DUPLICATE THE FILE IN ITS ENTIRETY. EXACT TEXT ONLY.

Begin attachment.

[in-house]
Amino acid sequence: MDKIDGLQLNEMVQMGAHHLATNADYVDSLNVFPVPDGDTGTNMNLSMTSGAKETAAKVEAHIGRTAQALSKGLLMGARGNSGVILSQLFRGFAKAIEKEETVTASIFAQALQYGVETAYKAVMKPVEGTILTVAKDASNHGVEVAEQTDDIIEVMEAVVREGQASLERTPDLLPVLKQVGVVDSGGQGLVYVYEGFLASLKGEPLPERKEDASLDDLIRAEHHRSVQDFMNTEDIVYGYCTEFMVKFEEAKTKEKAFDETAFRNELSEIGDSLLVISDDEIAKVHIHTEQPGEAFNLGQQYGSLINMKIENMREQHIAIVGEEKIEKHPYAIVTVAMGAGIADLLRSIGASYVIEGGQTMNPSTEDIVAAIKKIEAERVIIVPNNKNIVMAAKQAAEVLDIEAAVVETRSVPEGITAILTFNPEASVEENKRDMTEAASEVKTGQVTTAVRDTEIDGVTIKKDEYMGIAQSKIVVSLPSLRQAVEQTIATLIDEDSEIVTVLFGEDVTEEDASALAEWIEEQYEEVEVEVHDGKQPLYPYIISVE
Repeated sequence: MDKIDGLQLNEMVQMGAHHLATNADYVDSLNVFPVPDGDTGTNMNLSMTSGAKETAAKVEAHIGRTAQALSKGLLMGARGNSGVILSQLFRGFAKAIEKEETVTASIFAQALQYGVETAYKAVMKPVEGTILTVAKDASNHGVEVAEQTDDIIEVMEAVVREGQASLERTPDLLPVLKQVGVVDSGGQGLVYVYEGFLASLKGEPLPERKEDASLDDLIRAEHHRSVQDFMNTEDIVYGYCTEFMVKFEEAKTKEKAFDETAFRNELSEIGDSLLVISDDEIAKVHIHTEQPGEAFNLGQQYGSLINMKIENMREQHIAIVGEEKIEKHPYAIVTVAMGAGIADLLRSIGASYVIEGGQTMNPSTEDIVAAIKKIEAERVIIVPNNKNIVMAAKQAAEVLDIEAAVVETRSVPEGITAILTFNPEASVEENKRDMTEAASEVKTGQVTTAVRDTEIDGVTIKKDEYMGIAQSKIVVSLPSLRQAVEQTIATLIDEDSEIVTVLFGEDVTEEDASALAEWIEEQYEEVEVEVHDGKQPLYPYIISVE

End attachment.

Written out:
[in-house]
Amino acid sequence: MDKIDGLQLNEMVQMGAHHLATNADYVDSLNVFPVPDGDTGTNMNLSMTSGAKETAAKVEAHIGRTAQALSKGLLMGARGNSGVILSQLFRGFAKAIEKEETVTASIFAQALQYGVETAYKAVMKPVEGTILTVAKDASNHGVEVAEQTDDIIEVMEAVVREGQASLERTPDLLPVLKQVGVVDSGGQGLVYVYEGFLASLKGEPLPERKEDASLDDLIRAEHHRSVQDFMNTEDIVYGYCTEFMVKFEEAKTKEKAFDETAFRNELSEIGDSLLVISDDEIAKVHIHTEQPGEAFNLGQQYGSLINMKIENMREQHIAIVGEEKIEKHPYAIVTVAMGAGIADLLRSIGASYVIEGGQTMNPSTEDIVAAIKKIEAERVIIVPNNKNIVMAAKQAAEVLDIEAAVVETRSVPEGITAILTFNPEASVEENKRDMTEAASEVKTGQVTTAVRDTEIDGVTIKKDEYMGIAQSKIVVSLPSLRQAVEQTIATLIDEDSEIVTVLFGEDVTEEDASALAEWIEEQYEEVEVEVHDGKQPLYPYIISVE
Repeated sequence: MDKIDGLQLNEMVQMGAHHLATNADYVDSLNVFPVPDGDTGTNMNLSMTSGAKETAAKVEAHIGRTAQALSKGLLMGARGNSGVILSQLFRGFAKAIEKEETVTASIFAQALQYGVETAYKAVMKPVEGTILTVAKDASNHGVEVAEQTDDIIEVMEAVVREGQASLERTPDLLPVLKQVGVVDSGGQGLVYVYEGFLASLKGEPLPERKEDASLDDLIRAEHHRSVQDFMNTEDIVYGYCTEFMVKFEEAKTKEKAFDETAFRNELSEIGDSLLVISDDEIAKVHIHTEQPGEAFNLGQQYGSLINMKIENMREQHIAIVGEEKIEKHPYAIVTVAMGAGIADLLRSIGASYVIEGGQTMNPSTEDIVAAIKKIEAERVIIVPNNKNIVMAAKQAAEVLDIEAAVVETRSVPEGITAILTFNPEASVEENKRDMTEAASEVKTGQVTTAVRDTEIDGVTIKKDEYMGIAQSKIVVSLPSLRQAVEQTIATLIDEDSEIVTVLFGEDVTEEDASALAEWIEEQYEEVEVEVHDGKQPLYPYIISVE